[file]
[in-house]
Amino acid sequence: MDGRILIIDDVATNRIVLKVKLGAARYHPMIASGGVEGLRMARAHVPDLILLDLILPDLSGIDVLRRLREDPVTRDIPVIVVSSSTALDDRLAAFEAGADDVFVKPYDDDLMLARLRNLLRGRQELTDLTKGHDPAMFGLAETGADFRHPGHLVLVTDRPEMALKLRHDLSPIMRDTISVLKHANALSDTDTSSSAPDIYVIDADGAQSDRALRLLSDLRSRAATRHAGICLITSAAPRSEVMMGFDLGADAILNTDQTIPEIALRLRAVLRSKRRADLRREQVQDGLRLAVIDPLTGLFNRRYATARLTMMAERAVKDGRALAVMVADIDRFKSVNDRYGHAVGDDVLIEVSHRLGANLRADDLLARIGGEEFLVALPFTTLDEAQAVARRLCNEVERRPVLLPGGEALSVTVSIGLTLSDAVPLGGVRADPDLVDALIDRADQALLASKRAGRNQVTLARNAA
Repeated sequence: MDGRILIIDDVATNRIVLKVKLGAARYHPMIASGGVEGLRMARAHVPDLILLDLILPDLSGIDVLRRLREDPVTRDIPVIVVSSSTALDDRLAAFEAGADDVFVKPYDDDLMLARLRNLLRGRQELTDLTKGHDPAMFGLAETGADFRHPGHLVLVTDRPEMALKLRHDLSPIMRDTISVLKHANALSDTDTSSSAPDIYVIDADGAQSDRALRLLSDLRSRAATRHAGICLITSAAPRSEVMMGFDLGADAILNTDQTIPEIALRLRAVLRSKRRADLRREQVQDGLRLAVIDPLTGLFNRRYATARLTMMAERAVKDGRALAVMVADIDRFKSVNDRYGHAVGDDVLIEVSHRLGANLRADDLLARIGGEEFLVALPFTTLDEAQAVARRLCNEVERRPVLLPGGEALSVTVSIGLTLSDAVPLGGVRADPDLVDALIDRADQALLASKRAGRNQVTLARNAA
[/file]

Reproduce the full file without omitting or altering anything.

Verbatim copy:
[in-house]
Amino acid sequence: MDGRILIIDDVATNRIVLKVKLGAARYHPMIASGGVEGLRMARAHVPDLILLDLILPDLSGIDVLRRLREDPVTRDIPVIVVSSSTALDDRLAAFEAGADDVFVKPYDDDLMLARLRNLLRGRQELTDLTKGHDPAMFGLAETGADFRHPGHLVLVTDRPEMALKLRHDLSPIMRDTISVLKHANALSDTDTSSSAPDIYVIDADGAQSDRALRLLSDLRSRAATRHAGICLITSAAPRSEVMMGFDLGADAILNTDQTIPEIALRLRAVLRSKRRADLRREQVQDGLRLAVIDPLTGLFNRRYATARLTMMAERAVKDGRALAVMVADIDRFKSVNDRYGHAVGDDVLIEVSHRLGANLRADDLLARIGGEEFLVALPFTTLDEAQAVARRLCNEVERRPVLLPGGEALSVTVSIGLTLSDAVPLGGVRADPDLVDALIDRADQALLASKRAGRNQVTLARNAA
Repeated sequence: MDGRILIIDDVATNRIVLKVKLGAARYHPMIASGGVEGLRMARAHVPDLILLDLILPDLSGIDVLRRLREDPVTRDIPVIVVSSSTALDDRLAAFEAGADDVFVKPYDDDLMLARLRNLLRGRQELTDLTKGHDPAMFGLAETGADFRHPGHLVLVTDRPEMALKLRHDLSPIMRDTISVLKHANALSDTDTSSSAPDIYVIDADGAQSDRALRLLSDLRSRAATRHAGICLITSAAPRSEVMMGFDLGADAILNTDQTIPEIALRLRAVLRSKRRADLRREQVQDGLRLAVIDPLTGLFNRRYATARLTMMAERAVKDGRALAVMVADIDRFKSVNDRYGHAVGDDVLIEVSHRLGANLRADDLLARIGGEEFLVALPFTTLDEAQAVARRLCNEVERRPVLLPGGEALSVTVSIGLTLSDAVPLGGVRADPDLVDALIDRADQALLASKRAGRNQVTLARNAA